“Many students have succeeded in this pathway and have told us how much their laboratory training helped them navigate medical school and beyond,” Bennett says.  “Whether graduates work in a clinical laboratory or pursue further training in medicine, they are all playing a critical role in health care.”

Upon completion of the TTUHSC program, graduates are awarded the degree of Master of Science in Molecular Pathology and are eligible to sit for the certification exam in Molecular Biology, MB offered by the ASCP. TTUHSC students consistently score higher than the national average on these external certification exams. From 2013-2018, students’ average first-time pass rate was 98%.

If you are interested in learning more about how earning your Master of Science in Molecular Pathology at TTUHSC can help you enter a dynamic and growing health profession, please email us at health.professions@ttuhsc.edu or call us at, (806) 743-3220.

School of Health Professions

School of Health Professions

The School of Health Professions offers 19 different academic degree programs, making it one of the most diverse schools of health professions in the nation.

Among the Texas Tech University Health Sciences Center campuses of Amarillo, Lubbock, Odessa and Midland with opportunities in distance learning, our programs are divided among specialties in Laboratory Sciences and Primary Care; Speech, Language, and Hearing Sciences; Rehabilitation Sciences; Health Care Management and Leadership; and Clinical Counseling and Mental Health.

Led by top researchers and clinicians, our faculty provide challenging educational opportunities for our students to excel in their fields.

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Texas Tech University Health Sciences Center

TTUHSC

Beginning in 1969 as the Texas Tech University School of Medicine, Texas Tech University Health Sciences Center (TTUHSC) is now a five-school university with campuses in Abilene, Amarillo, Dallas/Fort Worth, Lubbock, Midland and Odessa.

TTUHSC offers students the opportunity to expand knowledge in programs that are on the forefront of health care education. Our programs and facilities give students the opportunity for hands-on research and clinical experience, and various collaborations with community entities provide students the practical knowledge that is vital to their success.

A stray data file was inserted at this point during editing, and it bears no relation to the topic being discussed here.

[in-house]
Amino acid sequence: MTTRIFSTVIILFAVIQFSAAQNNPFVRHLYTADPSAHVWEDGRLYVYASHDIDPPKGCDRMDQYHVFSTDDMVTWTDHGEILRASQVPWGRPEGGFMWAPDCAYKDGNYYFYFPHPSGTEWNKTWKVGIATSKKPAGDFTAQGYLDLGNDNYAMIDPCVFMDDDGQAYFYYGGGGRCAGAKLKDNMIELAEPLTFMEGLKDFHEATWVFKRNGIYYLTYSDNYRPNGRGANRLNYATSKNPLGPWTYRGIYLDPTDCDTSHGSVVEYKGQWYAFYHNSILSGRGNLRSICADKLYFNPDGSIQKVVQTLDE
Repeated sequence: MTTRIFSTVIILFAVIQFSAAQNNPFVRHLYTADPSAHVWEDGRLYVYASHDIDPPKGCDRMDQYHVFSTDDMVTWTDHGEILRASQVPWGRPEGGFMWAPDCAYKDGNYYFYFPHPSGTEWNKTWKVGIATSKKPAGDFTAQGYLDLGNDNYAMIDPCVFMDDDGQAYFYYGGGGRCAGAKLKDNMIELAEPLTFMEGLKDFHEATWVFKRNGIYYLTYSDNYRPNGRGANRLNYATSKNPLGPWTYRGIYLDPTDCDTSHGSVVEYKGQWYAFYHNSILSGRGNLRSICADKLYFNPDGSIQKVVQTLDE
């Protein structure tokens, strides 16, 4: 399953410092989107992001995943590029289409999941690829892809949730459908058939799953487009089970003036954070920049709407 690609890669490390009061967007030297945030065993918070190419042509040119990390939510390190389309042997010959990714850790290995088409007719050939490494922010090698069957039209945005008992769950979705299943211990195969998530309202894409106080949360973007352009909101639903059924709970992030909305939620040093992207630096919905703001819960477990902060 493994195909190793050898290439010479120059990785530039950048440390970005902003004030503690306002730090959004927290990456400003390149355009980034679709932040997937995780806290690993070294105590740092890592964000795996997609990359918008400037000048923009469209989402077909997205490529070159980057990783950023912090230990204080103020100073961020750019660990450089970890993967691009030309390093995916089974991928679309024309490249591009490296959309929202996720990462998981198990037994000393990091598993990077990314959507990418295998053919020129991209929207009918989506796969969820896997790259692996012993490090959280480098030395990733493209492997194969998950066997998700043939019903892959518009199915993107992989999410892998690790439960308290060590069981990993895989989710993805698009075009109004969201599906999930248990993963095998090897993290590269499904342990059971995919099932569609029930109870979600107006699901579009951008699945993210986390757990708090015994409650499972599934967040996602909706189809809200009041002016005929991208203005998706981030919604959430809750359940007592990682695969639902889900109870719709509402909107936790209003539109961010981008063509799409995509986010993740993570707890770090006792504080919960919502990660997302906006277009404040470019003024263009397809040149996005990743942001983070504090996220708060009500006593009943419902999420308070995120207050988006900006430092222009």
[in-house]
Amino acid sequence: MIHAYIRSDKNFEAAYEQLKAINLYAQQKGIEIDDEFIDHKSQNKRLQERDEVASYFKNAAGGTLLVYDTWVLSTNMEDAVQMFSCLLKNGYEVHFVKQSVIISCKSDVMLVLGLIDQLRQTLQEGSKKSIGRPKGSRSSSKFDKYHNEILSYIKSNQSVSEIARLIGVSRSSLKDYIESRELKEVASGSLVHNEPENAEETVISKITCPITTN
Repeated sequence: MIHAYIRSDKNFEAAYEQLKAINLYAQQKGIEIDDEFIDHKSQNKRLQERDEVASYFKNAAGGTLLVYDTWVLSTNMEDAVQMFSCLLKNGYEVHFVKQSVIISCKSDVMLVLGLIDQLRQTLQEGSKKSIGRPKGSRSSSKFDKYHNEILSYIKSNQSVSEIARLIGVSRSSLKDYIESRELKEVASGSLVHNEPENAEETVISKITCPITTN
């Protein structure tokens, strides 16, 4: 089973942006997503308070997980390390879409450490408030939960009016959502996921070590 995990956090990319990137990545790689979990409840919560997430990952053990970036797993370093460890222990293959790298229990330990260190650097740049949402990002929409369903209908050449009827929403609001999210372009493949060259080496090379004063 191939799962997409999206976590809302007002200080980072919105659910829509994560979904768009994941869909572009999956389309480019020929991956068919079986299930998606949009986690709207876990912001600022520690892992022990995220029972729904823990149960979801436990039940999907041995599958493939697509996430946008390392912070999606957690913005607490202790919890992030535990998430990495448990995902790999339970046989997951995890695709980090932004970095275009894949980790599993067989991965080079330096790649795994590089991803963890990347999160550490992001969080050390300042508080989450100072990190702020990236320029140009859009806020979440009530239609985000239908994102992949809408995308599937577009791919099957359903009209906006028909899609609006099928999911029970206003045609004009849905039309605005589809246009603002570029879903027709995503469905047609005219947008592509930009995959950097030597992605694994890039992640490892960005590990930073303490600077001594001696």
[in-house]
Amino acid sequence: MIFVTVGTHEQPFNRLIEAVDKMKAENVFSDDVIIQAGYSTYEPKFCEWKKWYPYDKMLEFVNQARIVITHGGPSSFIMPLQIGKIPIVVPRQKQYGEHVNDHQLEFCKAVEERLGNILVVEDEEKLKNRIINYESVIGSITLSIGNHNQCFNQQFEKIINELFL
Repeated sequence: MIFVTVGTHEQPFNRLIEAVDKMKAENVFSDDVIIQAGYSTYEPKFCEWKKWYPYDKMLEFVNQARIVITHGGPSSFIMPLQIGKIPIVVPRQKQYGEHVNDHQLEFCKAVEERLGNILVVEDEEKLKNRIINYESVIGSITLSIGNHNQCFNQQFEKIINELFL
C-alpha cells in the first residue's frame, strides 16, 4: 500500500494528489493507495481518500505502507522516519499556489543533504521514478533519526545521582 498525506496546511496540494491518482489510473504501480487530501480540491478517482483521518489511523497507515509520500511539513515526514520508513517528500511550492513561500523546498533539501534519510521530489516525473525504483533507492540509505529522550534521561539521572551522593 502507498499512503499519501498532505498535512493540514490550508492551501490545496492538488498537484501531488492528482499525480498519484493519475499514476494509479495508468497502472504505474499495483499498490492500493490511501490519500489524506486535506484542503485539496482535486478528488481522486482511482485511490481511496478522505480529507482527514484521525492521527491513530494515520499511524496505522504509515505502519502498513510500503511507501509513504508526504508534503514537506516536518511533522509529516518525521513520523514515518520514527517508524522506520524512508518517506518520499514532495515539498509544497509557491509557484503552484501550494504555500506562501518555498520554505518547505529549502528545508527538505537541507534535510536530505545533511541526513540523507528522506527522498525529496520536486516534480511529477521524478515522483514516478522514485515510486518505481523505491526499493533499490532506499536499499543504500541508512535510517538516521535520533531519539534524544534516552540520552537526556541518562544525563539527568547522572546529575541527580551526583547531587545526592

Almost 50 years since opening, TTUHSC has now trained more than 20,000 health care professionals, and meets the health care needs of more than 2.5 million people in the 108 counties including those in the Texas Panhandle and eastern New Mexico.

Through research, education and patient care, TTUHSC aims to promote a greater health environment for West Texas and beyond. We strive to decrease health disparities for rural populations and improve the health of the community through collaborations with area hospitals and health centers.

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Texas Tech University System

TTU System

Established in 1996 and headquartered in Lubbock, Texas, the Texas Tech University System is a $2 billion higher education enterprise focused on advancing higher education, health care, research and community outreach. Consisting of four universities – Texas Tech University, Texas Tech University Health Sciences Center, Angelo State University and Texas Tech University Health Sciences Center El Paso – the TTU System collectively has approximately 55,000 students, 17 campuses statewide and internationally, more than 300,000 alumni and an endowment valued at over $1.3 billion.

During the 86th Texas Legislature under the leadership of Chancellor Dr. Tedd L. Mitchell, legislative funding and authority was provided to establish a new Texas Tech University veterinary school in Amarillo and a new dental school at Texas Tech University Health Sciences Center El Paso. This will be the state’s first veterinary school in more than a century and first dental school in over 50 years. The addition of these two schools makes the Texas Tech University System one of only nine in the nation to offer programs for undergraduate, medical, law, nursing, pharmacy, dental and veterinary education, among other academic areas.